A Starr County mother filed reports with U.S. and Mexico law enforcement when her teenage son went missing in Miguel Aleman on Dec. 29. Emboldened by a growing desperation, the mother crossed the border and went straight to the cartel.
Zujey Garza, 41, from Starr County, and her son, Elizandro Peña Jr., 19, born in Iowa, moved to Starr County last month from Houston after Peña’s fragile mental health deteriorated and struggled with drug addiction during the pandemic.
Garza believed a closer proximity to family, including Peña’s father, would help improve his outlook on life. On Dec. 30 around 1 a.m., Peña walked across the Roma–Ciudad Miguel Alemán International Bridge to visit his father residing in Mexico. U.S. cameras confirmed he reached Mexico, but he never returned.
People who cross into Mexico after dark are often victims of sudden questioning by the operating cartel groups suspicious of infiltrating rivals. The Gulf Cartel claims smuggling routes across Starr County, but the Cartel del Noreste, or CDN, pushes in from the west.
Two weeks after he disappeared, Garza crossed by foot into Mexico.
“I kind of knew what I was looking for. I was looking for a group of guys and somebody with a two-way radio,” she said describing low-rung cartel members known as an halcón.
Garza said she served six years in federal prison after smuggling drugs 10 years ago — a decision she made while raising her children alone. Prior to her arrest, she evaded law enforcement in Mexico.
Now, when she returned to the same region in which she absconded years ago, she dug into knowledge from her past life to reach out to those in organized crime.
When she arrived, Garza found a man who identified as a Gulf Cartel member. He escorted her to a cantina, or bar, where a well-dressed man met with them in a backroom. Garza pulled out Peña’s picture.
“This is my baby,” she told the man and described the tattoos her son has of the Houston skyline on his neck and his relatives’ names on his arms.
“He didn’t give me an answer. He said, ‘We’ll see,’” Garza recalled.
They traveled to talk to other halcones and she continued pleading for information. Some of them had started a fire to keep warm as the night set in.
Garza’s claims are not independently verified, but she said the man who she first met escorted her to a residence and allowed her stay overnight. She stayed indoors until the darkness lifted the next morning.
“Call your boss. Tell them I’m looking for my kid,” Garza told the halcones she sought out that day.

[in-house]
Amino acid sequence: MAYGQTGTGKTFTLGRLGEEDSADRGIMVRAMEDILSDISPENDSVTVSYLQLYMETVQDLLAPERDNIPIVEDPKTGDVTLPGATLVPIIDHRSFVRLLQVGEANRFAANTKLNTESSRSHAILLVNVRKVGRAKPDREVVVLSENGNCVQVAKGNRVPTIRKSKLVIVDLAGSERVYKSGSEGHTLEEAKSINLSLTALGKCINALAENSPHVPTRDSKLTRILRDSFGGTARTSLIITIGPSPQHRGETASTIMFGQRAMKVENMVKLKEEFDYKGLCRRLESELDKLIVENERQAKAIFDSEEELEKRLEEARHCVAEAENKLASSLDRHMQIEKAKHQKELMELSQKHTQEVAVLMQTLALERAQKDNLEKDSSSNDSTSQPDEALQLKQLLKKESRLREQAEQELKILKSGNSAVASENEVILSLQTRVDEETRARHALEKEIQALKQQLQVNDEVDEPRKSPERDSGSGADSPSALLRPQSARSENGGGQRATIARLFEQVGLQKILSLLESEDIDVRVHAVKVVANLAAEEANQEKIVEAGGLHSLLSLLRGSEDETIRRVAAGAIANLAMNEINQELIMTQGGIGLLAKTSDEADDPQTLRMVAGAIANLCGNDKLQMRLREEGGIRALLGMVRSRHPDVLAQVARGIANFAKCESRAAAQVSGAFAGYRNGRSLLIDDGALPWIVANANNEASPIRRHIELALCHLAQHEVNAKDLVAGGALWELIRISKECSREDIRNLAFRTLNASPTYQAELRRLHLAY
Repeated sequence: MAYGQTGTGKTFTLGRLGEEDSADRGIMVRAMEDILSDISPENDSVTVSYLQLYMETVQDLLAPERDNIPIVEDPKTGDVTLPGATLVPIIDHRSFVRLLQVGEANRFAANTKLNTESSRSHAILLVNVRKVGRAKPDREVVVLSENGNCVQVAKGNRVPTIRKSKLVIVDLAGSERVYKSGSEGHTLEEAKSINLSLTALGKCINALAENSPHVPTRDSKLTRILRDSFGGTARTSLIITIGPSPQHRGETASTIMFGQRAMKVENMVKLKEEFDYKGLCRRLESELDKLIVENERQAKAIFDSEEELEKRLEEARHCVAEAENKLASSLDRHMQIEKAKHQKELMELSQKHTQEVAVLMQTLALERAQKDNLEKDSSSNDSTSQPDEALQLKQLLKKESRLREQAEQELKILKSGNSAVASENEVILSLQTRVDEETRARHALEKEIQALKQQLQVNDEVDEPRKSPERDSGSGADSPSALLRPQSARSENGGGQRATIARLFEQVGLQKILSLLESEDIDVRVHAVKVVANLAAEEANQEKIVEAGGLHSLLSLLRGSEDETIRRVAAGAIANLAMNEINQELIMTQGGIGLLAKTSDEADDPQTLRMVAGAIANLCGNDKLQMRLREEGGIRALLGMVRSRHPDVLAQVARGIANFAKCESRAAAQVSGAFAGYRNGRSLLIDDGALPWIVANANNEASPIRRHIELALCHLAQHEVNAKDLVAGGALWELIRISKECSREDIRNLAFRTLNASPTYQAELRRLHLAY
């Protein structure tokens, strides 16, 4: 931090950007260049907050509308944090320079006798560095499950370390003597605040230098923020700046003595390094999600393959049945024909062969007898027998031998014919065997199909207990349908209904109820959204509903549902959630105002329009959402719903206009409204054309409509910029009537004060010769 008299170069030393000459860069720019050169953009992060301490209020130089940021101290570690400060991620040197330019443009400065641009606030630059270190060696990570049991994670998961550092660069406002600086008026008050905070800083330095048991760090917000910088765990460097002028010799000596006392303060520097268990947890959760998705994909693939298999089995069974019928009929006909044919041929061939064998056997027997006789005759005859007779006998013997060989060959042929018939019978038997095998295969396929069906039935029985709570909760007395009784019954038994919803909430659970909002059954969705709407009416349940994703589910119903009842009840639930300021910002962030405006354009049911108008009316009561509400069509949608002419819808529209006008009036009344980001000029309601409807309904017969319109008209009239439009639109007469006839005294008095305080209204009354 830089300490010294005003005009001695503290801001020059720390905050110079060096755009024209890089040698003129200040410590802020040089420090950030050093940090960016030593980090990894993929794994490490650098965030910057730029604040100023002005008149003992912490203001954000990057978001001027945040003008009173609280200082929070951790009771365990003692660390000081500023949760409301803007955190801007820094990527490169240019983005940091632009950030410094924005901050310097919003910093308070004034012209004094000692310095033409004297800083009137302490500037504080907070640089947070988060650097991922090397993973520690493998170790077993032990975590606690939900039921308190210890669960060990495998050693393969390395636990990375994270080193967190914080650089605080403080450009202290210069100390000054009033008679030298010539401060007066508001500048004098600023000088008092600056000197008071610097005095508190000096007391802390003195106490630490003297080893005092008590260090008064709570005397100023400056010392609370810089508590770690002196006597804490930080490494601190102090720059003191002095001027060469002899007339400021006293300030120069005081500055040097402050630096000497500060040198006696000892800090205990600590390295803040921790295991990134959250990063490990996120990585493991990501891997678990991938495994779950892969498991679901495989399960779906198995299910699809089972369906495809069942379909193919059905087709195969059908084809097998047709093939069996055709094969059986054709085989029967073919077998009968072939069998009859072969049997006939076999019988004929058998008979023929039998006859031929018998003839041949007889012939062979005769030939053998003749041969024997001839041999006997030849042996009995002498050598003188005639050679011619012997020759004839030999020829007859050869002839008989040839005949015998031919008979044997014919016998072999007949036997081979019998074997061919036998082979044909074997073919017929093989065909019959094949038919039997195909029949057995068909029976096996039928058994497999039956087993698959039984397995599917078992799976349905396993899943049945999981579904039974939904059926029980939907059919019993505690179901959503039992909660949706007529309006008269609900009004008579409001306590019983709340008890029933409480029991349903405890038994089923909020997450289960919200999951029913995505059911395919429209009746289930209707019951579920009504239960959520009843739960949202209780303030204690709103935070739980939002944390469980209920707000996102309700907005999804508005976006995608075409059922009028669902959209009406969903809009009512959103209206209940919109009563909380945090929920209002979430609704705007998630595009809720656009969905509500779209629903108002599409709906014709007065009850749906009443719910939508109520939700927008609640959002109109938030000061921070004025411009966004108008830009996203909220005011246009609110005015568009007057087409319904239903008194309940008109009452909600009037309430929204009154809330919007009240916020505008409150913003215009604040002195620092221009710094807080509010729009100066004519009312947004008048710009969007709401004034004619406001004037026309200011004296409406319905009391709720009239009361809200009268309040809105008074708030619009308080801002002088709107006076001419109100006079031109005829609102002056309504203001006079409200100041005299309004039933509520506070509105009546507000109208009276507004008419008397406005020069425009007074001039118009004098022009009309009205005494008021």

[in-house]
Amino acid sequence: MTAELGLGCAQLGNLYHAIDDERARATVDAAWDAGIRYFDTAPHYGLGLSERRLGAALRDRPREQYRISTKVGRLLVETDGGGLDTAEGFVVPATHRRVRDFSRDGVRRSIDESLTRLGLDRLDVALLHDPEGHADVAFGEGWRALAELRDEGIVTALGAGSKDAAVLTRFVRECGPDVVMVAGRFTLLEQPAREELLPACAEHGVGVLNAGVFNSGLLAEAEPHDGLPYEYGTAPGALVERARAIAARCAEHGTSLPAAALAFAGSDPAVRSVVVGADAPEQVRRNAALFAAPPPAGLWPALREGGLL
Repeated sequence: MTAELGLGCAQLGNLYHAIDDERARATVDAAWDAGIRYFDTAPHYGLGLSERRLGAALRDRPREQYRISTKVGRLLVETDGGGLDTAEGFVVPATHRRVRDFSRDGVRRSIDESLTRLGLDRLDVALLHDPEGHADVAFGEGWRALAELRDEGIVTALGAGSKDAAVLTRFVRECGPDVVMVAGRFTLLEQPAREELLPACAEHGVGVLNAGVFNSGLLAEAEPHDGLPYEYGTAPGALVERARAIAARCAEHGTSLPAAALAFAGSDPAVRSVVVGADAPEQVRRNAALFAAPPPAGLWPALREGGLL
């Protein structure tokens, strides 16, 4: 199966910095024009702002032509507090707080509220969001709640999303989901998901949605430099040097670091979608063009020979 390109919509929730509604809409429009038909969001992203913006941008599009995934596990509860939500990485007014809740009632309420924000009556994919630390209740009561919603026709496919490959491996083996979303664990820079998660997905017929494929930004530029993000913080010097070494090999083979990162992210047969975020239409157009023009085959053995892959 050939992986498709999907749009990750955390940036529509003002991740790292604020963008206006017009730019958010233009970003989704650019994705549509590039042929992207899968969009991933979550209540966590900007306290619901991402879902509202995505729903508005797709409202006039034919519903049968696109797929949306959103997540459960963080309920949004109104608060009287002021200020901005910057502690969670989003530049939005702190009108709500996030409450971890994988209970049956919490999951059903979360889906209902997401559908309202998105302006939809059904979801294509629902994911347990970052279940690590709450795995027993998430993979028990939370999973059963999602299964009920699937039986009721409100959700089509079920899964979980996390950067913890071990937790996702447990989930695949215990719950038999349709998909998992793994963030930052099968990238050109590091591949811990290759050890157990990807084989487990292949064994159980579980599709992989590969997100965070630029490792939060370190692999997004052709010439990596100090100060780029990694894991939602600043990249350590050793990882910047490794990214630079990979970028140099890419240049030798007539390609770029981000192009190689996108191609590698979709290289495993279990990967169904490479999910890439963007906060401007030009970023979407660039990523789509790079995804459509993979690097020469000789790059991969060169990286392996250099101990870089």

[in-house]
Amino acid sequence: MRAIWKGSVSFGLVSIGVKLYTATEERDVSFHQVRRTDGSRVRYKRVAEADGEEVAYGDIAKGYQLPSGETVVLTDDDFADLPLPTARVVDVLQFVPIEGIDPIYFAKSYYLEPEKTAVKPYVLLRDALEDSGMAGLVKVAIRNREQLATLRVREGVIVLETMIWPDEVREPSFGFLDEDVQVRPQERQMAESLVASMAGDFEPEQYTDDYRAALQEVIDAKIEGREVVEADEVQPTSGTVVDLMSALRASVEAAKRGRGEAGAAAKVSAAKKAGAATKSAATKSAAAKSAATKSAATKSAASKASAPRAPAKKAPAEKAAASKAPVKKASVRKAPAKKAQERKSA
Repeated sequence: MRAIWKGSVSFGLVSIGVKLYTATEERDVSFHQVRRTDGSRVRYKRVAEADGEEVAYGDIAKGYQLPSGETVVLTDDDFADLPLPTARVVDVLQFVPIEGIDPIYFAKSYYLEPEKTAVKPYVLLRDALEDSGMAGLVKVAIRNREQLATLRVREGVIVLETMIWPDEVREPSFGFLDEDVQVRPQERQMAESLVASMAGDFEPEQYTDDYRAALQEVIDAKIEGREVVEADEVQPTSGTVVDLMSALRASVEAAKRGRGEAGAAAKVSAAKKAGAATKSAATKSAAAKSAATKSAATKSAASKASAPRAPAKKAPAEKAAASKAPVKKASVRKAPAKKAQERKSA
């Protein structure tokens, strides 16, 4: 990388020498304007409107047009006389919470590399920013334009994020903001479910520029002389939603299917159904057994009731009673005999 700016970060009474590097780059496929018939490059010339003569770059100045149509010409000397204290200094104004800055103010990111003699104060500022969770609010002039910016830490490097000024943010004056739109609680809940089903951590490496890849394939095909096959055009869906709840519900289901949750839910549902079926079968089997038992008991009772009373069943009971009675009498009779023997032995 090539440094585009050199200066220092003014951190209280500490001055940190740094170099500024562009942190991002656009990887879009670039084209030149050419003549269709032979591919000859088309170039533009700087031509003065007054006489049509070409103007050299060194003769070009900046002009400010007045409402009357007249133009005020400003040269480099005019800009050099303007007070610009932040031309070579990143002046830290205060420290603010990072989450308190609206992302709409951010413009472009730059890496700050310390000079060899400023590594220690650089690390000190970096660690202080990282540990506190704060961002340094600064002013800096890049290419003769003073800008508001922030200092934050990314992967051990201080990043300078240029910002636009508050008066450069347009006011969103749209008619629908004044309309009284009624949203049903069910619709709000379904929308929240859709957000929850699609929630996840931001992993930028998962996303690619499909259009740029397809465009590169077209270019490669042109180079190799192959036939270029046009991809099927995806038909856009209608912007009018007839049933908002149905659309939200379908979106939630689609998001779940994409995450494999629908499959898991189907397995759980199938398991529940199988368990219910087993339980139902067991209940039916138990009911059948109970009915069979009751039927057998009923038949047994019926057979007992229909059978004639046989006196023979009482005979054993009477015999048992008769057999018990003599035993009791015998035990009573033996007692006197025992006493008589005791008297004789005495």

One guard responded, “You can wait here. It’s payday today. Somebody has to show up.”
In the afternoon, a speeding truck drove toward them. When the driver pulled over, he reportedly told Garza in Spanish, “I’m here. What do you want?” Garza cited the location and details of her son’s disappearance. “Since when did he go missing?,” the driver asked Garza.
“Since the 29th,” Garza replied.
“No. He’s dead,” he said, adding, “Go home.”
Then, he said something that contradicted this, and gave Garza hope: “Go home and wait for him, but don’t ever come back.”
The driver asked for her number. Then she followed instructions and started walking home.
A different armed man who saw her crying on the road back home stopped and questioned her. She left her son’s picture with him hoping he could circulate it among his clan.
Since his disappearance, Garza filed a missing person’s report with Mexican authorities, Roma Police Department, Starr County’s Special Crimes Unit, and the FBI.
Brenda Lee with the Starr County’s Special Crimes Unit said, “The family asked us to get involved. We’re certain that Elizandro Peña crossed over into Mexico at the Roma port of entry through Miguel Aleman and we believe that he’s still there.”
“Because there isn’t a whole lot that we can do,” she said referring to jurisdiction, “other than cooperating with other agencies that may be able to help. We are aware of the information gathered by family members but unfortunately we can’t act on that. If it were on our side, we would take action. Unfortunately, that isn’t the case.”
A request for comment from the FBI has not been furnished as of press time.
As Garza walked back home from Mexico, she was thinking of the future. She and Peña moved to Starr County to gain back some lost time.
“I’m not ready to let him go.”